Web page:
The Significance of Internal Control Accounting Systems
When comparing accounting providers, you may see “internal control” listed as a service and wonder what the significance of this deliverable is. The term internal control is used for accounting systems that can add tremendous benefit to your business.
How Internal Controls Improve Auditing Procedures, Financial Integrity and Operational Efficiency
There are numerous advantages of implementing proper internal control accounting systems. Beyond ensuring accurate accounting, internal controls can also assist with optimising business operations, improving your bottom line!
What Are Internal Controls?
Internal control, as defined by accounting and auditing, refers to the rules, procedures and measures set for how financial information is processed and stored. In layperson terms, controls are the “checks and balances” that keep your books honest.
Internal controls exist to ensure accuracy and prevent fraud in financial accounting.
They provide structure and uniformity, helping with better organisation and streamlining operations. More important yet, handling financial information in one prescribed manner makes it easier to spot irregularities, for prompt, proactive rectification.
Common Types of Internal Accounting Controls and Why We Need Them
Common types of internal accounting controls are listed below. Your business may already have some of these controls in place. There’s no limit to how many controls your organisation institutes, but what is important is that the controls are relevant to your business. There is little point in implementing a control that is impractical or unnecessarily onerous.
Separation of Duties
This is where it takes more than one person to complete a task to prevent theft or fraud. For example, having one person place inventory orders and another recording goods received. If human resources are limited, a business should at least split the responsibilities of bookkeeping, deposits, reporting and auditing.
As the name implies, this refers to restricting access of information and only granting authorisation to a few personnel for accountability proposes. Methods of access control include passwords, permissions, and two-factor authentication.
Reconciliation is the process of ensuring that two sets of records are in agreement. For example, comparing your bank statements to your income statement to see that the money in the bank matches what your records say that you received.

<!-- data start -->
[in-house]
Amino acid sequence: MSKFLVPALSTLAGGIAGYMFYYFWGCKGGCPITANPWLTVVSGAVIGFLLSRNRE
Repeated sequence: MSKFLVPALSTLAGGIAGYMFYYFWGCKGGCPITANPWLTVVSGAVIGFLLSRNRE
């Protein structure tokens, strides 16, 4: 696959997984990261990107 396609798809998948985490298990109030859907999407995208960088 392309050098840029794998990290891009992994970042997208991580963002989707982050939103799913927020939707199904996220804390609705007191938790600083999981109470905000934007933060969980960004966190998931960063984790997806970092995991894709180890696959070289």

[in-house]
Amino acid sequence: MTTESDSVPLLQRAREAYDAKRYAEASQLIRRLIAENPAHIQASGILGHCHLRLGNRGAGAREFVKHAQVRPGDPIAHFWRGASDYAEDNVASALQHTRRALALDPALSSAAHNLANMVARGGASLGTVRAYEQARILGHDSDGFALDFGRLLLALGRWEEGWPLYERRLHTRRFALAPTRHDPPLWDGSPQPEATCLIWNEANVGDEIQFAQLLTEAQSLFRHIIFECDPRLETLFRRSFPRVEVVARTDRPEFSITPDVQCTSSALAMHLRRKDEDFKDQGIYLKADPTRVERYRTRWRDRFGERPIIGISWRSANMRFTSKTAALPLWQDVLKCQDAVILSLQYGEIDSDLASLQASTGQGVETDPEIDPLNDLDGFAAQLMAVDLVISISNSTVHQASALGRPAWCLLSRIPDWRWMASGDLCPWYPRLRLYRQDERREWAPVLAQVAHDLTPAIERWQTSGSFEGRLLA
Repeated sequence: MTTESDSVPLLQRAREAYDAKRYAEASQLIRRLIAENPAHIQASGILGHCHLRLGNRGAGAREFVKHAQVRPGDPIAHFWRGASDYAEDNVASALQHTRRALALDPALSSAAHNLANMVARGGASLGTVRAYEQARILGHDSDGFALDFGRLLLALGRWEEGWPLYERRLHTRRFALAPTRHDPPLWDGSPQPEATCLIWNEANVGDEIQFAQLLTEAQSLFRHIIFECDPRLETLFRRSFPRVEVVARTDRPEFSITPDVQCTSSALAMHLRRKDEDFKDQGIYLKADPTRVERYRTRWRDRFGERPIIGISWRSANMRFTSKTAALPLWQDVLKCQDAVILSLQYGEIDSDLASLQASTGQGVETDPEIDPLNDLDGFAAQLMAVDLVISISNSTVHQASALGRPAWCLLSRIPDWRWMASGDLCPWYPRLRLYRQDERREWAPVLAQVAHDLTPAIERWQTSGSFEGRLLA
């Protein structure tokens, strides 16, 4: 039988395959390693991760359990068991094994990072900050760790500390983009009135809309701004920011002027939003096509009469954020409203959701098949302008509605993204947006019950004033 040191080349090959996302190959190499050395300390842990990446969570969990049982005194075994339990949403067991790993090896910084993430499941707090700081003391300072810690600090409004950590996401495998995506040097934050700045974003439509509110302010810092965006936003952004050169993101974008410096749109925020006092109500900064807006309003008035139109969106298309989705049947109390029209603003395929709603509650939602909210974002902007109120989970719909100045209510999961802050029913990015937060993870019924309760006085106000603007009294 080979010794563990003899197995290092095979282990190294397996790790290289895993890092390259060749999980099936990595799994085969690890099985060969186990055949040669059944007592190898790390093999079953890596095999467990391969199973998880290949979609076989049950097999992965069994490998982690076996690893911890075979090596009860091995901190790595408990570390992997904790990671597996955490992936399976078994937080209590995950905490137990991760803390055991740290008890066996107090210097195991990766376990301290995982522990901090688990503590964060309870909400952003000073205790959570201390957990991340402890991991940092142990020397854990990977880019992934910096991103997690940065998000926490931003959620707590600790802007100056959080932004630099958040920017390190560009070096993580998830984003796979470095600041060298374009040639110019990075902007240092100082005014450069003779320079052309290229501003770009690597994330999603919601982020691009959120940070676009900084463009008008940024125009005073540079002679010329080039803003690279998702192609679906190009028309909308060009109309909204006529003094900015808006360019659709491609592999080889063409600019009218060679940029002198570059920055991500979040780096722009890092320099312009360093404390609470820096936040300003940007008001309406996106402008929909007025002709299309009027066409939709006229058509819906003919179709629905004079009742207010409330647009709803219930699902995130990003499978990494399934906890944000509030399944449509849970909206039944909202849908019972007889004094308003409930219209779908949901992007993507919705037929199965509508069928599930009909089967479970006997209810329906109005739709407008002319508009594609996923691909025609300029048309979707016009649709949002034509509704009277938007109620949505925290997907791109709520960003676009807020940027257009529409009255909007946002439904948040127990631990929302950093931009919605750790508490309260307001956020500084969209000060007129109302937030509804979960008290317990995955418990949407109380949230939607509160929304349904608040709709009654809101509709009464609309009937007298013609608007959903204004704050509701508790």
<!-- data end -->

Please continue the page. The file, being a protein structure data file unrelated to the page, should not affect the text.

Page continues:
Conducting regular reconciliations enables faster identification of errors, theft or fraud.
Approvals or Authorisations
This internal control removes autonomous decision making to mitigate risks such as wasteful spend or extending credit to customers that are not creditworthy. Here, a manager has the designated responsibility of approving or authorising certain transactions. Criteria for authorisation can include large payments or unusual expenses.
Trial balances are usually prepared at the end of a reporting period, and they are used to detect any mathematical errors in the double-entry accounting system. A trial balance lists the nominal ledger accounts and their respective balances to ensure that all credits and debits balance. If these figures are not equal, the error must be found and rectified before the profit and loss statement is produced.
Data Timestamping and Back-ups
Time-stamping and back-ups are a must to protect against data loss, data tampering, and to maintain sound version control. These controls are often overlooked, but they are invaluable in instances where financial data is transferred or recorded across platforms—and thus vulnerable to loss of financial inputs.
Internal, physical audits are the most widely-used accounting controls, and they are necessary to verify current controls and the efficacy of each. It’s a check for your checks. This may sound over the top, but it is a sure-fire way to keep your business in tip-top shape.
- Identify inefficiencies in business processes
- Identify where internal controls are not being followed
- Verify the accuracy and integrity of your financial reports
- Glean valuable business insights for enhanced decision-making
- Prepare for external and SARS audits
The Relationship between External Audits and Internal Controls
Auditors assess whether or not the internal controls are working and controlling risks. If auditors’ findings are, to the contrary, they will report it and propose how these risks can be mitigated.
Auditors have to prepare financial statements confirming that organisations have obeyed all laws and conducted best practices governance which is legally binding.
How Can I Ensure That I Get The Most Out Of Internal Accounting Controls?
- Identify which controls are relevant and necessary to your business
- Create organisational policies that make adherence to your policies mandatory
- Wherever possible, use comprehensive, feature-rich, fully integrated software that automates your controls
Consider a managed accounting solution that includes identification, set-up and successful running of internal controls. Leverage decades’ worth of accounting and business-management expertise by speaking to one of our Exceed consultants.
Click here to contact us, https://www.exceed.co.za/audit-accounting-2/audit-accounting-contact/